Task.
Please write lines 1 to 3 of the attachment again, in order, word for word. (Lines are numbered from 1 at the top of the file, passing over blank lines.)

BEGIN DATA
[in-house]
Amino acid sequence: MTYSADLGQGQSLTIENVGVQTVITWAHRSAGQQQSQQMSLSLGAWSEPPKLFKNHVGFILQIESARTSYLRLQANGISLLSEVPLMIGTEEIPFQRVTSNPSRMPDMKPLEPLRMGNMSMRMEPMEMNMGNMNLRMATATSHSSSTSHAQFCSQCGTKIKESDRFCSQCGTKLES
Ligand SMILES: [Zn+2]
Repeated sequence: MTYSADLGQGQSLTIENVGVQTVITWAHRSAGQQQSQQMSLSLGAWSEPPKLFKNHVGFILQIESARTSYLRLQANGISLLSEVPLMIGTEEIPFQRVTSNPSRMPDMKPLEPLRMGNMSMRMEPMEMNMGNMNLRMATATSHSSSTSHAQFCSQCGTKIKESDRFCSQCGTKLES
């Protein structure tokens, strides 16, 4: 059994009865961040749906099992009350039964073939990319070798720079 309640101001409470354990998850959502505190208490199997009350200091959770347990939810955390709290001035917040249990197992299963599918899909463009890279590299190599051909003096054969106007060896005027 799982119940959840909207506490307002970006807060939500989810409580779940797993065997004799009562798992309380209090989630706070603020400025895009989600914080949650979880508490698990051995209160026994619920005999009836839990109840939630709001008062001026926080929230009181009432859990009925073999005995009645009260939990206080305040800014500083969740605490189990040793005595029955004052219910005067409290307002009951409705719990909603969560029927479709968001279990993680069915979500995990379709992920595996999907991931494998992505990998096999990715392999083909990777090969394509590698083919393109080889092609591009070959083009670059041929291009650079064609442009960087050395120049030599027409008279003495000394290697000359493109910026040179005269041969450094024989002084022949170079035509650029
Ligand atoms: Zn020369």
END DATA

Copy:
[in-house]
Amino acid sequence: MTYSADLGQGQSLTIENVGVQTVITWAHRSAGQQQSQQMSLSLGAWSEPPKLFKNHVGFILQIESARTSYLRLQANGISLLSEVPLMIGTEEIPFQRVTSNPSRMPDMKPLEPLRMGNMSMRMEPMEMNMGNMNLRMATATSHSSSTSHAQFCSQCGTKIKESDRFCSQCGTKLES
Ligand SMILES: [Zn+2]